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Tanzania: Of garbage heroes and golden brooms

Rapid population growth and urbanisation place considerable stress on waste management in many Tanzanian cities. Increasing environmental pollution threatens ecosystems and the health of local populations. With the project "Taka ni Mali", Swisscontact created a benchmark in the field of waste collection and recycling. The project concluded in 2018.

In Tanzania’s urban areas, population growth and urbanisation over the last few decades have caused a sharp rise in land and air pollution. Improper processing and discarding of waste constitute an increasing threat to the environment and health of local populations. Adding to the problem, there are no private firms in Tanzania with waste management and recycling know-how.

Recognising and utilising the value of waste

The Swahili term Taka ni Mali translates as “Waste is valuable”. The project’s central premise was to find out how to best utilise this value. Based on experiences in Asia and Latin America, the focus of this Swissscontact project was to develop waste management and recycling programmes that generate income and create new jobs. With the introduction of waste separation at the household level, recyclable materials were now collected separately for further processing. Greater amounts of recyclable materials resulted in the need for and creation of new “green” jobs.

The project placed a secondary focus on reducing the waste that wound up on public garbage dumps. Waste separation reduced the amounts of mixed non-recyclable waste substantially. More putrescible waste was removed from the public dumps and this reduced ground and water pollution. With reduced volumes of general solid waste, leaks, overflows of garbage, and other stresses on the environment were now contained, minimising the health risks to the local population.

Community involvement and sustainability

The project sparked systemic change by gathering all important interest groups in the field of waste management, including local authorities, municipalities, waste collectors (in the form of community-based organisations, aka CBOs), waste aggregators, recycling companies and households. Working with both private and public organisations changed the thinking of municipalities to share resources and thereby maximise impact. The purpose of Swisscontact as the mediator between all these parties was to ensure acceptance of the project among all stakeholders, thereby enhancing the sustainability of efforts to expand waste management activities.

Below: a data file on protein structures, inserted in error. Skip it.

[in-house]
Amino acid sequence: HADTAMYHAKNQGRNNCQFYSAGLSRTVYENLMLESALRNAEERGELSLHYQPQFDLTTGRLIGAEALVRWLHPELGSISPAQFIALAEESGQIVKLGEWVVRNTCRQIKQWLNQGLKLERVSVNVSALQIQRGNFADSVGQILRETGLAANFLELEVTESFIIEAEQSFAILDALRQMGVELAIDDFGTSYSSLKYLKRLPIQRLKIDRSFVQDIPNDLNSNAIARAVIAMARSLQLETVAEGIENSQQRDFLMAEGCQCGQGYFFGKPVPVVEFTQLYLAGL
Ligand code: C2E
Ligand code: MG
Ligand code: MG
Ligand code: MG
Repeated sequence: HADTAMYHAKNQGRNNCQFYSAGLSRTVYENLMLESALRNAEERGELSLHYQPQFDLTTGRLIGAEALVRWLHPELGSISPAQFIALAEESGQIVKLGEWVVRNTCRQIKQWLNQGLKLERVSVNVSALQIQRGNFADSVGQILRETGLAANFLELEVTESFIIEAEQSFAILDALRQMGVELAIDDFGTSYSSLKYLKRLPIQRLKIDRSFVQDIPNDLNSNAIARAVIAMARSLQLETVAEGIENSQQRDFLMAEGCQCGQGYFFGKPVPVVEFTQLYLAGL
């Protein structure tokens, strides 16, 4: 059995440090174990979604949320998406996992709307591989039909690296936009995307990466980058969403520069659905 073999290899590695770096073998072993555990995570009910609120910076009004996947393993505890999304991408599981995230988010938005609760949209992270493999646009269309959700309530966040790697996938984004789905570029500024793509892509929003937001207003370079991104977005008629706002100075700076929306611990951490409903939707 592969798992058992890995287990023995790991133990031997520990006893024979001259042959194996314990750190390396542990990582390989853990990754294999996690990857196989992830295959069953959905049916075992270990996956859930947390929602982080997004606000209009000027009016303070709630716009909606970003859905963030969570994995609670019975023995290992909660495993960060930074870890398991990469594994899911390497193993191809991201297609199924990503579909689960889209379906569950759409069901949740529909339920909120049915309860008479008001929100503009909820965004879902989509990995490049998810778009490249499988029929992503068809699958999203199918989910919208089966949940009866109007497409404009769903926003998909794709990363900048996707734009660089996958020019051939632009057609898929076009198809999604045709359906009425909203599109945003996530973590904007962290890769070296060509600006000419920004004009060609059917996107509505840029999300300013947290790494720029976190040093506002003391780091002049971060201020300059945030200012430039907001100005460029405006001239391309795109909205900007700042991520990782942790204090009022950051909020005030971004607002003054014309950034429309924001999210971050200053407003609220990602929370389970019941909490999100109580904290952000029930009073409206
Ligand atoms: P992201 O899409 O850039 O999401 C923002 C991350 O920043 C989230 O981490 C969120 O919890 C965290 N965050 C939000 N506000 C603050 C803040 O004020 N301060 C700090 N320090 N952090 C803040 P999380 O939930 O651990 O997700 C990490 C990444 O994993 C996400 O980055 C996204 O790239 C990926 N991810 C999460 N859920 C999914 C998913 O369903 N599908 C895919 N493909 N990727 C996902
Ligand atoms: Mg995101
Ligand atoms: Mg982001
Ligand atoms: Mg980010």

The first signs of systemic change were apparent when the Municipality of Morogoro institutionalised the CBO system (who constituted the most important waste collectors responsible for their assigned neighbourhoods) with an integrated strategy to discard solid waste. They recognised the CBOs as service providers and allowed them to take over primary waste collection at household level. As an alternative to indiscriminately discarding household waste, regular and cost-effective waste collection was now available. CBO employees received capacity training in technical and administrative skills in order to implement appropriate waste collection services and follow through on the mandate assigned to them by the municipal authorities.

The following innovative activities increased acceptance and involvement by stakeholders decisively: 

  • A six-month competition to identify the highest-performing CBO. The winner was crowned Taka Shujaa, which roughly translates to “Garbage Hero”.
  • Replication of the Taka Mita, a waste counter, inspired by a successful waste management project in Bolivia. The counting device is a public signpost set up in every waste collection station and indicates the degree of cleanliness. The cleanest station was awarded the “golden broom”.
  • Taka ni Mali supported the development and spread of sensitisation tools through home visits and public campaigns, which brought the new environmental laws and guidelines closer to the population.
  • Working together with schools and environmental advocacy groups, students learned the importance of composting and separating household waste. Compost heaps and organic gardens have now been set up at the schools.

Empowerment at the municipal level

Our integrated project approach brought all interest groups on board. This fostered relations between role players and helped build the spirit of personal responsibility within the community, which is of crucial importance to sustainability. The participatory development process stimulated involvement of the most important players in the waste management sector: they received training in various fields so that they could then develop and implement their own tailor-made waste management strategies on their own initiative. In this way, the municipalities transformed their environmental policies and began implementing effective waste management and recycling systems.

By 2016, 16,000 households had been exposed to the sensitisation campaign and were introduced to waste separation programmes. Additionally, 50 healthcare workers in Morogoro were trained in waste management policy. The CBO employees were able to increase their annual net incomes by 56.7% to 370 Swiss francs. More than 40,000 tonnes of waste was recycled and 38,000 tonnes of organic materials composted.

Total results until 2018

 

Five stories show how "Taka ni Mali" influenced the lives of individuals. You can find them above in the right column.

 

Swisscontact implemented Taka ni Mali in the municipalities of Morogoro and Mwanza. The project was financed by The Swiss Agency for Development and Cooperation (SDC), the Puma Energy Foundation, and Geneva Canton. 

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